We recognize that in O'Donovan v. Citibank, F.S.B. , 710 So.2d 654 (Fla. 3d DCA 1998), the court affirmed a summary judgment allowing foreclosure but reversed on the re-establishment claim where there was a question of fact as to whether the plaintiff could re-establish the terms of the promissory note under section 71.011(5).
Although it appears that O'Donovan permits foreclosure even where the promissory note is not re-established, the Third District applied section 71.011 governing enforcement of lost papers, records, or files, and not section 673.3091. This court, however, has concluded that lost promissory notes are negotiable instruments and are actually governed by section 673.3091. See Slizyk , 825 So.2d 428; Mason , 727 So.2d 283.

State Street cannot succeed under an assignment theory. We recognize that this court, and the Third District, have held that the right of enforcement of a lost note can be assigned. See Slizyk, 825 So.2d at 430; Deakter v. Menendez, 830 So.2d 124 (Fla. 3d DCA 2002); Nat'l Loan, 767 So.2d at 551. Here, however, in contrast to National Loan, Slizyk, and Deakter, there is no evidence as to who possessed the note when it was lost.

In Slizyk, we held that the assignee of a note and mortgage was entitled to foreclose despite his inability to produce the original documents. This court concluded that because the assignor was in possession of the notes, he had the right to enforce them. When the notes were assigned to the appellee, the right to enforce the instruments was assigned to him as well. Id. at 430. In contrast, here, the undisputed evidence was that EMC, the assignor, never had possession of the notes and, thus, could not enforce the note under section 673.3091 governing lost notes. Because EMC could not enforce the lost note under section 673.3091, it had no power of enforcement which it could assign to State Street. Were we to allow State Street to enforce the note because some unidentified person further back in the chain may possess the note, it would render the 673.3091 rule meaningless. We do not, and need not, reach any question as to whether Slizyk and National Loan may be applied where there is proof of an earlier assignor's possession further removed than the most immediate assignor.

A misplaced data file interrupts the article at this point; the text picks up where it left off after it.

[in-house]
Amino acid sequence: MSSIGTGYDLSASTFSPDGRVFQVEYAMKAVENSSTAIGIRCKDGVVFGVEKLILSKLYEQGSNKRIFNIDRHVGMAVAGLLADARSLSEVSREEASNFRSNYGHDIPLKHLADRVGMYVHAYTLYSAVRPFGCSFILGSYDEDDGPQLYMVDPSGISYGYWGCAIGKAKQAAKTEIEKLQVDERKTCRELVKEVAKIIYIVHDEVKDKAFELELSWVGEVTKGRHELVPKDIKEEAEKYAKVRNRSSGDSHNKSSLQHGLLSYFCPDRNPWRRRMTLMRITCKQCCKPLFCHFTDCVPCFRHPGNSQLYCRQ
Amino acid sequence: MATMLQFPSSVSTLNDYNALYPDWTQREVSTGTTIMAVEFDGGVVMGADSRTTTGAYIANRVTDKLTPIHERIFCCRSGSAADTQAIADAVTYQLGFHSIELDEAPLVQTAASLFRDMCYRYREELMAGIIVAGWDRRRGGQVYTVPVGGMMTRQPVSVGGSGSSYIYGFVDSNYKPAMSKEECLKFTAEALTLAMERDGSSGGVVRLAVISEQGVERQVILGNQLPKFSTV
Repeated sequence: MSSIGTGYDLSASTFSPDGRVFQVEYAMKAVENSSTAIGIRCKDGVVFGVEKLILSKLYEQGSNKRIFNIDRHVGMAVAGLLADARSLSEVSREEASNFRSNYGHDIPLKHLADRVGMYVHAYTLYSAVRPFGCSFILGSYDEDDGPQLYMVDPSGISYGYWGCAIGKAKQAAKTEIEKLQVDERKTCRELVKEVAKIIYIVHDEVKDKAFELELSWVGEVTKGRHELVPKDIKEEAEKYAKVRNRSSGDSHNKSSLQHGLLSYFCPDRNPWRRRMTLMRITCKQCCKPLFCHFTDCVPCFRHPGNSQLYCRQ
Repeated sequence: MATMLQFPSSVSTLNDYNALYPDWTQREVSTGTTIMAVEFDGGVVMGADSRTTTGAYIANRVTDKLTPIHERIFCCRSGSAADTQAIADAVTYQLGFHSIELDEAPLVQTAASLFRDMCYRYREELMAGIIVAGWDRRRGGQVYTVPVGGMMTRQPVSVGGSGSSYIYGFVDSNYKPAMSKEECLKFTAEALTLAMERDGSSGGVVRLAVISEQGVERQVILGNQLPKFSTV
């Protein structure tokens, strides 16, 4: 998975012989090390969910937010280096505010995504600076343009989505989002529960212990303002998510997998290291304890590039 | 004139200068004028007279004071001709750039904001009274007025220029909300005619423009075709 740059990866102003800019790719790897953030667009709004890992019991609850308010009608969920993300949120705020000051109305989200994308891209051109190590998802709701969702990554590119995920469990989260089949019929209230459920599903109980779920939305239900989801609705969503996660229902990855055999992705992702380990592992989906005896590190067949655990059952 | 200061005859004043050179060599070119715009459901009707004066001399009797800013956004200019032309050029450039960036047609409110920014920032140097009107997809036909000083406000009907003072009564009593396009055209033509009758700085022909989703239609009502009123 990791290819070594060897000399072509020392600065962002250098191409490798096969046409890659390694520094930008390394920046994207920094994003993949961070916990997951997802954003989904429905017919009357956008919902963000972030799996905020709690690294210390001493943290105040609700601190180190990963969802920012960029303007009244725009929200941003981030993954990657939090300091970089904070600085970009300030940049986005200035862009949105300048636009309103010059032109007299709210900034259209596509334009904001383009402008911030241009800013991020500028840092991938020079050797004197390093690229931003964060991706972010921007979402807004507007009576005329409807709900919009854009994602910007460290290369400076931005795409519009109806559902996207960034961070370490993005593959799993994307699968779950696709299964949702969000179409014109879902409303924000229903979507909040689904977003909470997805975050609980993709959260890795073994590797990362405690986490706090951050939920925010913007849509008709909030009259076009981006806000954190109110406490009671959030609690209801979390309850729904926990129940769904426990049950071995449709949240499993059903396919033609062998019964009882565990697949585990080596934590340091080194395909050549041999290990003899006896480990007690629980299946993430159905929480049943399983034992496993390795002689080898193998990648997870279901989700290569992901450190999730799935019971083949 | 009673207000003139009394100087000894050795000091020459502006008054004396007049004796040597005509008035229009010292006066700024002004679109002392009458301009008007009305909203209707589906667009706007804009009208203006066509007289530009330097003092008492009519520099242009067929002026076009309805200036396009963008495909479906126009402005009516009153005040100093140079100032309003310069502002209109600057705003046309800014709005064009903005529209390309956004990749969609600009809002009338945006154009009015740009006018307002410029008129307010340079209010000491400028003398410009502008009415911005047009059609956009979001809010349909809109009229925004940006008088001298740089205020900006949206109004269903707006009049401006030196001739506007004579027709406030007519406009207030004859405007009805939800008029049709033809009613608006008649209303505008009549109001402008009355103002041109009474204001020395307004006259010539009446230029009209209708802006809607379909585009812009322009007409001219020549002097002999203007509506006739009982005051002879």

We recognize that applying the statute as we do will result in a windfall to the mortgagor and a likely injustice to the mortgagee, unless it is able to obtain new evidence. In Dennis Joslin Company v. Robinson Broadcasting Corp., 977 F. Supp. 491 (D.D.C. 1997), the district court rejected the right to assign the enforcement of a lost note. Apparently, in response to that opinion, the Uniform Commercial Code was amended to delete the requirement that the transferee be in possession at the time the instrument was lost and now provides that the person seeking to enforce the instrument either was entitled to enforce the instrument when loss of possession occurred, or acquired ownership of the instrument from a person who was entitled to enforce the instrument when loss of possession occurred. See U.C.C. § 3-309(a)(1) (2002). Florida, however, has not similarly amended its code and still requires possession either by the assignor at the time of loss or by the person seeking to enforce the note. Any remedy must, therefore, be left to the legislature.



Summaries of

State Street Bank v. Lord

District Court of Appeal of Florida, Fourth District
Jul 23, 2003
851 So. 2d 790 (Fla. Dist. Ct. App. 2003)
Case details for

State Street Bank v. Lord

Case Details


Court:District Court of Appeal of Florida, Fourth District

Date published: Jul 23, 2003


851 So. 2d 790 (Fla. Dist. Ct. App. 2003)